Towed Water Generators: Are They Worth It?

Posted by Darrell Nicholson at 04:56PM - Comments: (13)

Jonathan Neeves
Jonathan Neeves

The Watt and Sea hydrogenerator for cruising is based on a design developed for around-the-world racers.

A few years ago, I noticed that 2 of the 10 cruising boats I saw docked in Bergen, Norway, had towed water generators, making me wonder whether the Scandinavians have had better luck with these devices than we have. In the October 2017 issue of Practical Sailor, offshore gurus John Neal and Amanda Swan Neal of Mahina Tiare Expeditions share their experience with these systems. 

It has been a long time since Practical Sailor tested towed water generators, and the number of choices remains extremely limited. The last towed water generator we reviewed was the Hamilton-Ferris towed water generator. And the last long-term test was of the Aqua4Aeroben made by LVM in the United Kingdom. 

This towed water generator seemed to have a homemade impeller (stowed vertically, next to the anchor).

The units I saw in Bergen looked like they were the Aquair 100 made by the British manufacturer Ampair. In our article on Choosing a Wind Generator, we mention Ampair, and we describe its wind generator in greater detail our marine wind generator test (available only to subscribers). We have not yet had a chance to test the Aquair 100, but it operates in a similar way to the Hamilton Ferris unit. Both tow a small impeller that looks—and this is one of the problems—like a big fishing lure with propeller blades. As the impeller spins, it turns the generator fixed to the boat’s stern. Old-timers may remember how much the fish seemed to like those pricey impellers for the Walker Knot Log, even though they were painted black.

One thing I noticed in Bergen was that one of the towed water generators had what looked to be a homemade impeller, and it is quite probable that the original one was lost. This is one of several problems with towed water generators; they get tangled, fouled in weed, snagged, and lost—sometimes eaten by big fish or sharks. I suppose one reason there might be more of these units here in the north country is the waters don’t have as many surface-feeding pelagic species as we have in warmer climates.

This Duogen windgen/water generator was on a Hallberg-Rassy 43 docked in Stavanger, Norway.

Towing isn’t the only option, though. While I was in South Africa a few years ago, I spoke with the local representative for Duogen to try to arrange a test of this product, a combination wind and water generator. At the time, the company was fairly early in the product development, and I was not impressed with the fabrication. One thing I did like was the apparent ease (the key word is “apparent,” because I did not try this at sea) with which the Duogen deployed: It is suspended over the stern like an electric outboard. In its water-gen mode, it looked very similar to the Watt & Sea hydrogenerators that Practical Sailor contributor Dan Dickison examined during the Velux 5 Ocean Race. These are now available in a cruising version, but they are expensive units, and again we have not tested them.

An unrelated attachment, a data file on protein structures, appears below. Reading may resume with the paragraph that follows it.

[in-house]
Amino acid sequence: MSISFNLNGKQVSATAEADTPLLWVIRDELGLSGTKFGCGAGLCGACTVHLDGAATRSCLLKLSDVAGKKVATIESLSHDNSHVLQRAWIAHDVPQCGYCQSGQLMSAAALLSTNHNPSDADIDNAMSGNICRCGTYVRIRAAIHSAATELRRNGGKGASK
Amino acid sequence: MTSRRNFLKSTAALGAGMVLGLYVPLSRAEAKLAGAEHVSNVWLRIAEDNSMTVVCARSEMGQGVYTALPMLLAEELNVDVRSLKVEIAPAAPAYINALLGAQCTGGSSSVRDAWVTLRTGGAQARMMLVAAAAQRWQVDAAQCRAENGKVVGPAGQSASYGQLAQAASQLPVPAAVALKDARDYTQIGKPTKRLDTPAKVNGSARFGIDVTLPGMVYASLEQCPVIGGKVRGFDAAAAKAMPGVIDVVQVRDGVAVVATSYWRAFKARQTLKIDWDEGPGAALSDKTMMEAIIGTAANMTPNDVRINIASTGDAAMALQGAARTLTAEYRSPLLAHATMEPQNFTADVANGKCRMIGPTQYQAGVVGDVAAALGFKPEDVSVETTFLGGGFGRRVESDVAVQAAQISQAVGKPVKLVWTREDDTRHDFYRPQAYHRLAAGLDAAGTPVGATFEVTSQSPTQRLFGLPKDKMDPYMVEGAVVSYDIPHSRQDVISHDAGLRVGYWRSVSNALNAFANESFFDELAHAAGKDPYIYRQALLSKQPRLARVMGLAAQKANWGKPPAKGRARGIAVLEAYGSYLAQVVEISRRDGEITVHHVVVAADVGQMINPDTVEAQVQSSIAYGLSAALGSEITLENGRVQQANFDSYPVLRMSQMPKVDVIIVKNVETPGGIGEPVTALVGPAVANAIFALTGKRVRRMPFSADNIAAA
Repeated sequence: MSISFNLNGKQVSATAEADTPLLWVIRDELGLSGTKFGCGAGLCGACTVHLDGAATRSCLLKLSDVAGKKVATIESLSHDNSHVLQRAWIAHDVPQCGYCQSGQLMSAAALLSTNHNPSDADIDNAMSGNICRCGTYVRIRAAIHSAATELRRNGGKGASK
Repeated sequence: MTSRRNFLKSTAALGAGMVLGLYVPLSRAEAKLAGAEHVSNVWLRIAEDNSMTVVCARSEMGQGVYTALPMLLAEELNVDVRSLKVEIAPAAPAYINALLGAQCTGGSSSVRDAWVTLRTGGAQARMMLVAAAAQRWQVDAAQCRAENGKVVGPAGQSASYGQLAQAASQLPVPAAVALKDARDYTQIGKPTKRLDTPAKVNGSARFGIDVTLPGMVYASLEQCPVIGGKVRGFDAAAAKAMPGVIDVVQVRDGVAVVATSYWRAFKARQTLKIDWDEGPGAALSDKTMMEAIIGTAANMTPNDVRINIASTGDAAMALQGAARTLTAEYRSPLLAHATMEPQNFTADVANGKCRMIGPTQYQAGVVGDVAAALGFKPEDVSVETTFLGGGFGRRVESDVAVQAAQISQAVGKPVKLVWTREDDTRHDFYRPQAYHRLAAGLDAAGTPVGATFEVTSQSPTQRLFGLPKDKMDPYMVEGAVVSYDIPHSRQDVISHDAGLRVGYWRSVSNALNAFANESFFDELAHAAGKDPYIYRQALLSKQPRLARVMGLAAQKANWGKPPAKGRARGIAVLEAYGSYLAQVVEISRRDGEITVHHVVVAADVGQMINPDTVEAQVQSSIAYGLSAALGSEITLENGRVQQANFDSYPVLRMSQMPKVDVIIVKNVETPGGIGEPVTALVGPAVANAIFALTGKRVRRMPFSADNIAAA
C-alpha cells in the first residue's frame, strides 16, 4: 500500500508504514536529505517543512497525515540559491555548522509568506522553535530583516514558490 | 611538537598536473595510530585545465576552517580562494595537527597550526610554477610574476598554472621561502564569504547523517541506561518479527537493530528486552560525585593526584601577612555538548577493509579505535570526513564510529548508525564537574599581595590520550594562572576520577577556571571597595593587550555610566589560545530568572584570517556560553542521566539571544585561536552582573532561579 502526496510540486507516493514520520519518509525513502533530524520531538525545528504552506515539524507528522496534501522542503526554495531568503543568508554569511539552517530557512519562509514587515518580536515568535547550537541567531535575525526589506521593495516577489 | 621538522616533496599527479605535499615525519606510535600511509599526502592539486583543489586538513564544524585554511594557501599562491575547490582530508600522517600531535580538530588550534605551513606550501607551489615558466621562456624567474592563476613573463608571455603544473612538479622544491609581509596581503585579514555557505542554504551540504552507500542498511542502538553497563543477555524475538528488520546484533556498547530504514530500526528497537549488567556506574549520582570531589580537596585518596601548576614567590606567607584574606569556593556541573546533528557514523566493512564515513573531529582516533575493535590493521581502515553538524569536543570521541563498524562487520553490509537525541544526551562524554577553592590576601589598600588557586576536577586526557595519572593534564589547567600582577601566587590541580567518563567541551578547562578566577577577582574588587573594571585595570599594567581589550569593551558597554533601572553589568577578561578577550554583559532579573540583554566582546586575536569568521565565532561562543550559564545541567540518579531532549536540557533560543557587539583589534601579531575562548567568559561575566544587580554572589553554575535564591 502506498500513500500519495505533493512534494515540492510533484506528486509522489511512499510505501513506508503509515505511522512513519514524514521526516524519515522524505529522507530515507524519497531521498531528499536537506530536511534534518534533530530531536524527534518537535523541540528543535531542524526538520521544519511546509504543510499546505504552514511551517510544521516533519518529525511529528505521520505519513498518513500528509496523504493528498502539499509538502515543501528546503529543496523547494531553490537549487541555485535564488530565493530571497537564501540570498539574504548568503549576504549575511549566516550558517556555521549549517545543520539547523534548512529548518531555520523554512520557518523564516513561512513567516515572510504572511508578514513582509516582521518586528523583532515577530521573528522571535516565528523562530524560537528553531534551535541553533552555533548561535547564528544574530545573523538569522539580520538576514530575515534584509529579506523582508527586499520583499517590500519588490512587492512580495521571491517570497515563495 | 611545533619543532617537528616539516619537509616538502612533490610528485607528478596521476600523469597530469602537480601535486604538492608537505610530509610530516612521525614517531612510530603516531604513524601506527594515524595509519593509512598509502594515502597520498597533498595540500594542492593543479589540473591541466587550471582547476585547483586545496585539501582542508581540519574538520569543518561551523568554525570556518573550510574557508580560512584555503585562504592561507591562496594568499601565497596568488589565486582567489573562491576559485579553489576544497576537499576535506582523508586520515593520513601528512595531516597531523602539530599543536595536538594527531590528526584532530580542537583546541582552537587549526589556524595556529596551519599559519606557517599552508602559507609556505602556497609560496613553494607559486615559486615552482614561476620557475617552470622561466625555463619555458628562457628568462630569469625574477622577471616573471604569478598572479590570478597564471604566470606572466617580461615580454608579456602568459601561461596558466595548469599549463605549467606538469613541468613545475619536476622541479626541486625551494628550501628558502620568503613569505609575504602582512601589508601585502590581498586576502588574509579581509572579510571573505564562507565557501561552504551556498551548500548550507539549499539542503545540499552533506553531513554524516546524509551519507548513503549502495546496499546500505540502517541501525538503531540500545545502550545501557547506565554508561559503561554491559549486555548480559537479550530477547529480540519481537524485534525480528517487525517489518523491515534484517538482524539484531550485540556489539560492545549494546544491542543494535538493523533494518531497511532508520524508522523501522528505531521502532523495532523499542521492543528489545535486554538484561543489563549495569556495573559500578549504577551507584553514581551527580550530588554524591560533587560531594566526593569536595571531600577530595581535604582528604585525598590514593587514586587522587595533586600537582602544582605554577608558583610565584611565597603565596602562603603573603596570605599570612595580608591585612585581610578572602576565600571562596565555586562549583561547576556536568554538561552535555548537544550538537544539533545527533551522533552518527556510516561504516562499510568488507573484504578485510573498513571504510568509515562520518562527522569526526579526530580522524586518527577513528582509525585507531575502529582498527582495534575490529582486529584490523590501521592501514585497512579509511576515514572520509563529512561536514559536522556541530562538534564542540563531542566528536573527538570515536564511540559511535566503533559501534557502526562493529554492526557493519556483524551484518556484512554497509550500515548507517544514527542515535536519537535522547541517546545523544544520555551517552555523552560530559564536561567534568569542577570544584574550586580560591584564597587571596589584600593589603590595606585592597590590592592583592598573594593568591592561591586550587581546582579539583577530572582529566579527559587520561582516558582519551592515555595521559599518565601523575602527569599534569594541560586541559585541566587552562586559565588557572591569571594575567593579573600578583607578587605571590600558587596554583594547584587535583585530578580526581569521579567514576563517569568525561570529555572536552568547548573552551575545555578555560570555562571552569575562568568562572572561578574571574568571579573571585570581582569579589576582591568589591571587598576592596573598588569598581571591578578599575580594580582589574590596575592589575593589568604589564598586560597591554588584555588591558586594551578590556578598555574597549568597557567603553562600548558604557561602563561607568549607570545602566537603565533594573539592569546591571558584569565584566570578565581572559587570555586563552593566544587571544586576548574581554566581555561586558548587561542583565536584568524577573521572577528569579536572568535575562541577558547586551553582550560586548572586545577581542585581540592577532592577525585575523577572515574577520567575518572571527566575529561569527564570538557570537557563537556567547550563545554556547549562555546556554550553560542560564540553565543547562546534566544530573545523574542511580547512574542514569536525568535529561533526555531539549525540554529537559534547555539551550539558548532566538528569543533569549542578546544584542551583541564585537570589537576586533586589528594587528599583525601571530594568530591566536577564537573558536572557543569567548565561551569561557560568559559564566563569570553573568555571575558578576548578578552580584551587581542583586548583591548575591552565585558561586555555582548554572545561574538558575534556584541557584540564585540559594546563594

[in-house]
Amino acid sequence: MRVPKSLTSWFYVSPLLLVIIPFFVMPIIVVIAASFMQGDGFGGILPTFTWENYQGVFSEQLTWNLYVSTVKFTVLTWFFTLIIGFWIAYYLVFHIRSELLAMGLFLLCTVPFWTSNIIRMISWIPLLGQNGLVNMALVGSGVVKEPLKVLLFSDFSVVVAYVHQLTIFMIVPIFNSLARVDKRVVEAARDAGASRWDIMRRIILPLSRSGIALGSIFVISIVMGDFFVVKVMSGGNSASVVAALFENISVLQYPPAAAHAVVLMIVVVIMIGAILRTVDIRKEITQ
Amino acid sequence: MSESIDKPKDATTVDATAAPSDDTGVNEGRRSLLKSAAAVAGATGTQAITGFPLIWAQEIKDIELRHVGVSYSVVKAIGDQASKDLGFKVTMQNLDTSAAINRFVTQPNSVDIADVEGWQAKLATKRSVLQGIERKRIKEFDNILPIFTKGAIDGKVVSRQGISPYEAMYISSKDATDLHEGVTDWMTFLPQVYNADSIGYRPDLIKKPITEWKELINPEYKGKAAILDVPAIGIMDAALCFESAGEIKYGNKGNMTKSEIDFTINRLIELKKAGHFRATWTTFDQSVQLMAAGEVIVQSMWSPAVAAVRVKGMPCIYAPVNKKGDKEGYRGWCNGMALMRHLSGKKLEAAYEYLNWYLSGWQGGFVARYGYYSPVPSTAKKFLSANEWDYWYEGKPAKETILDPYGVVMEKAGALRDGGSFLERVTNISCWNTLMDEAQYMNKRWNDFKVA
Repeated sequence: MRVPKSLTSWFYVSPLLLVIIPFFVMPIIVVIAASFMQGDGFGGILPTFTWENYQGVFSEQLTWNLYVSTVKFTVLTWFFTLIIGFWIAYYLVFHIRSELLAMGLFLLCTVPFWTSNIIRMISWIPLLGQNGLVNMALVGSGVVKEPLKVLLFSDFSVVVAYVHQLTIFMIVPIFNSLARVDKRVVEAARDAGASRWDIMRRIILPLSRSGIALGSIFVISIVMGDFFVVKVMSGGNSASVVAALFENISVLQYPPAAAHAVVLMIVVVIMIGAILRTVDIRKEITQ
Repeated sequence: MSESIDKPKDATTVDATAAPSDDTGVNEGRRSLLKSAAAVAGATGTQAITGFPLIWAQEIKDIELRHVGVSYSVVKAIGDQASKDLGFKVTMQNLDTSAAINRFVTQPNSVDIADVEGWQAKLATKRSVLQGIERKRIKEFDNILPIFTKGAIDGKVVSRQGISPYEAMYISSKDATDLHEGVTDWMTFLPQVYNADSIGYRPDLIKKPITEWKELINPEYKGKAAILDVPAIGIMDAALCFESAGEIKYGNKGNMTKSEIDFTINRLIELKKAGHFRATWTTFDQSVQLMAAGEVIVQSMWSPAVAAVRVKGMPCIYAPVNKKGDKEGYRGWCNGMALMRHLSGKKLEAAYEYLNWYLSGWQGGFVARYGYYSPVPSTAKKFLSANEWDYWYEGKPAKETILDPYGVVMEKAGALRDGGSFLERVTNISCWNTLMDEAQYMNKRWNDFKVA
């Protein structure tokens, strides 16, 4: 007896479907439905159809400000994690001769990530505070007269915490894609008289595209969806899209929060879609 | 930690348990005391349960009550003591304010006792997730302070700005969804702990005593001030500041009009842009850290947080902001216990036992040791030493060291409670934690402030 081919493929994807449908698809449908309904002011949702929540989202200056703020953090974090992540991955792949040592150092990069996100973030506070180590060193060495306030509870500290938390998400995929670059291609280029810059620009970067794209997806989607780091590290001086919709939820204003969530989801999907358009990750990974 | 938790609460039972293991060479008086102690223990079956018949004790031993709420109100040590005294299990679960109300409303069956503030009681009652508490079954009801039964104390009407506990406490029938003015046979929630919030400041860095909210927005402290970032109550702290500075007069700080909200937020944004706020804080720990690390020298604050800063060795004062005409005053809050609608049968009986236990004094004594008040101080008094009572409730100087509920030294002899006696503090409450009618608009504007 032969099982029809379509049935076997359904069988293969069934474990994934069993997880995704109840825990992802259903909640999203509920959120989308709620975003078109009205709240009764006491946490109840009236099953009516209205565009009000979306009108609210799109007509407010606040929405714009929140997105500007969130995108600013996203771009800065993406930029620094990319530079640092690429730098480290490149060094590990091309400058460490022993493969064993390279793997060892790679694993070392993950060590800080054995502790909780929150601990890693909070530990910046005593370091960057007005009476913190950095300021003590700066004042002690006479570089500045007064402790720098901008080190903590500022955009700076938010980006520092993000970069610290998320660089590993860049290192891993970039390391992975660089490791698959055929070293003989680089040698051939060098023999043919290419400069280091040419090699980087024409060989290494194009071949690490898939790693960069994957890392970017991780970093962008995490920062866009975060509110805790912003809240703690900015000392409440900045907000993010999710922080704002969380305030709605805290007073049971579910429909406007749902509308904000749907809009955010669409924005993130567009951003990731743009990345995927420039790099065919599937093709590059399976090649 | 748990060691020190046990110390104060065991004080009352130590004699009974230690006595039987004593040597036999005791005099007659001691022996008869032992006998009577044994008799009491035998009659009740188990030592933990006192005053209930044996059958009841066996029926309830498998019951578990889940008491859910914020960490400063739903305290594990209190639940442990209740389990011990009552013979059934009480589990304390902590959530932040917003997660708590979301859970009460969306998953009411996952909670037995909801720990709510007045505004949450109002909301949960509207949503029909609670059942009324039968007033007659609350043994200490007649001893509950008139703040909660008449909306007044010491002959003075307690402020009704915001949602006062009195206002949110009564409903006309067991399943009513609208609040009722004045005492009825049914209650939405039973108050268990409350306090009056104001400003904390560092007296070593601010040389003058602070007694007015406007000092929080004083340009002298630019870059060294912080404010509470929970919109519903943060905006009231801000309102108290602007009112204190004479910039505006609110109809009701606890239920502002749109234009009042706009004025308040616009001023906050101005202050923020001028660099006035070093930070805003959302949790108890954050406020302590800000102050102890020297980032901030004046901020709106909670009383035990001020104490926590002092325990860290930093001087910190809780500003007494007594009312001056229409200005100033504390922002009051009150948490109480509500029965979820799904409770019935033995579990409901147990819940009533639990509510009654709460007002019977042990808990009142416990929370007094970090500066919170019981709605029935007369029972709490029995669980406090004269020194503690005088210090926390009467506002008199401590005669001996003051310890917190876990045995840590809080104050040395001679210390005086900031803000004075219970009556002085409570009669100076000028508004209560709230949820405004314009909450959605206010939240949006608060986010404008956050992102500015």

All of these products have another problem in that they add drag underway. Some owners report speed losses of a quarter- to a half-knot. This isn’t a big deal if they can help keep the ship’s systems running on a long passage of the kind that John and Amanda routinely tackle on their offshore training sails aboard their Hallberg Rassy 46, Mahina Tiare III.

Call me a skeptic, but when I look at the prices for hydrogenerators and consider how much time they will actually be delivering power to the boat, I think there are much better ways to spend my money. If an efficient and convenient dual-purpose generator comes on the market, I may change my tune. But right now, I think solar, then wind still reign in the world of ship-board alternative energy.

Comments (13)

My wife and I used an Ampair towed generator in a 5 year circumstances navigation. It gave us 6 amps at 6 knots. A slight reduction in speed but who cares when you are having fun.
Ted Nobbs

Posted by: TedNobbs | September 3, 2017 5:13 PM    Report this comment

I have an Ampair 100 towed watergenerator. Still with the original prop. I gave it a shorter line so I can use it in Dutch coastal waters without loosing it. This means it sometimes jumps out of the waves, but that is only when we sail downwind with windforces of 6 and up. I have an old Nicholson 43, as soon as we come near hull speed the little bit of drag of "Flipper" is not noticeable. I love the towed generator as it means I don't have to use the old noisy Perkins engine for power. I'd like to save that machine for maneuvering in harbours etc. Having said that, I recently increased my solar panels to 230 WattP and this meant we could sail the whole Fastnet (5 days 11 hours) without use of engine or "Flipper" and at arrival still had 50% power left in our AGM 220Ah battery. The cool-box switched off at night.

Posted by: GerardJonker | August 28, 2017 2:35 AM    Report this comment

We have used DuoGen for our ARC Atlantic crossing. Over 3-4 knots of boat speed it generates decent power, at around 6-7 knots over 8 Amps.
We bought it instead of installing a genset and it worked fine.
It works as a wind generator too though it tends to hunt too much, not staying in the wind.

We would recommend it to cruisers doing long passages.

Posted by: Aussie | August 24, 2017 7:33 PM    Report this comment

For water generators that flip down from the transom to be used by around the world racers, is a big stamp of approval that the drag is worth the power.

They do have much larger boats and sail plans that make the drag from the generator comparatively tiny. Such boats also have solar power. It would be interesting to know if world racers use the underwater generator only when solar is not plentiful, all the time, or as a last resort?